The East River separates Manhattan from Long Island, and we live about 300 feet from it here in Astoria. When walking along the shoreline of nearby Astoria Park, your first thought probably isn’t “wow, what a gorgeous natural habitat in the heart of New York” but instead “wow, there are probably decades of dead bodies mired in that muck.”
I don’t know a lot about the health of the East River ecosystem, if it’s slowly recovering from the days when the Bronx, Queens and Brooklyn shorelines were heavily industrial and people didn’t give a second thought to dumping toxic materials overboard. The reason it’s so hard to tell? The water doesn’t look alive, and the shoreline — at least in Astoria Park — is covered by broken glass. When waves roll in, it sounds like wind chimes, which is the glass clanging together. Still, the park is an incredibly charming place, one of my favorite spots in the whole world:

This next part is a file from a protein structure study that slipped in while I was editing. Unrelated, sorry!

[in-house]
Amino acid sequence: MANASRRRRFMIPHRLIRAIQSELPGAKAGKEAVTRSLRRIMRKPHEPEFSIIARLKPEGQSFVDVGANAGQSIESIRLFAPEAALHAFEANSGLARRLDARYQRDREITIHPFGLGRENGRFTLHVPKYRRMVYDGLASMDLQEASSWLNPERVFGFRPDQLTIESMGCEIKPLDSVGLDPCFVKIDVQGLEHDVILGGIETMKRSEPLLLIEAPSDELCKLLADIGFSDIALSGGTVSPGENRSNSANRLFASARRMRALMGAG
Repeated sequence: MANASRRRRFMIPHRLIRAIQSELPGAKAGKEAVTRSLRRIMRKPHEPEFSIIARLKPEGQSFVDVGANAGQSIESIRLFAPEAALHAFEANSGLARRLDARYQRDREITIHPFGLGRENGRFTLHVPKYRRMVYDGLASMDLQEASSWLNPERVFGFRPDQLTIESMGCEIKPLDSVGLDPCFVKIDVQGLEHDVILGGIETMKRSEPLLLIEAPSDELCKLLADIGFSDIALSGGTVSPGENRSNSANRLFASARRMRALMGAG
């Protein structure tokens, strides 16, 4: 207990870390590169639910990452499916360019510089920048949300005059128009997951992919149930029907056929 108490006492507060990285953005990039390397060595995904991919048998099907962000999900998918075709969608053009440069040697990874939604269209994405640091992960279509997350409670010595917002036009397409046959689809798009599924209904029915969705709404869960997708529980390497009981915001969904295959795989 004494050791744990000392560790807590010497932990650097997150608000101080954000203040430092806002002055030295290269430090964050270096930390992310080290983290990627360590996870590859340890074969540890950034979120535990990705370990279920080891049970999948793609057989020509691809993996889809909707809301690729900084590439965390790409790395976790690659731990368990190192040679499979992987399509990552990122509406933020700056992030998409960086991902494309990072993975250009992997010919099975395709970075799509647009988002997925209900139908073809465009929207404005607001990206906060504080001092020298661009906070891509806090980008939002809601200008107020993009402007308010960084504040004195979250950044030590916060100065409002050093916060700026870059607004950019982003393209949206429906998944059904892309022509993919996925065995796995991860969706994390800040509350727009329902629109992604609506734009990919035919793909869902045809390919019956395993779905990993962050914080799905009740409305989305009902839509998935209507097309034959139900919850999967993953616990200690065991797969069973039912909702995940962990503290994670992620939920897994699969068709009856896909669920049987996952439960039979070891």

And today, I had some confirmation that there are at least two signs of life: cormorants and fish. As I was walking Charlie, I noticed a cormorant zooming around just under the water. Then, she surfaced right by us, a small fish in her beak! Wow! I watched her keep fishing, and in under two minutes she caught about 9 more fish. I would have kept watching but Charlie was utterly bored and ready to move on.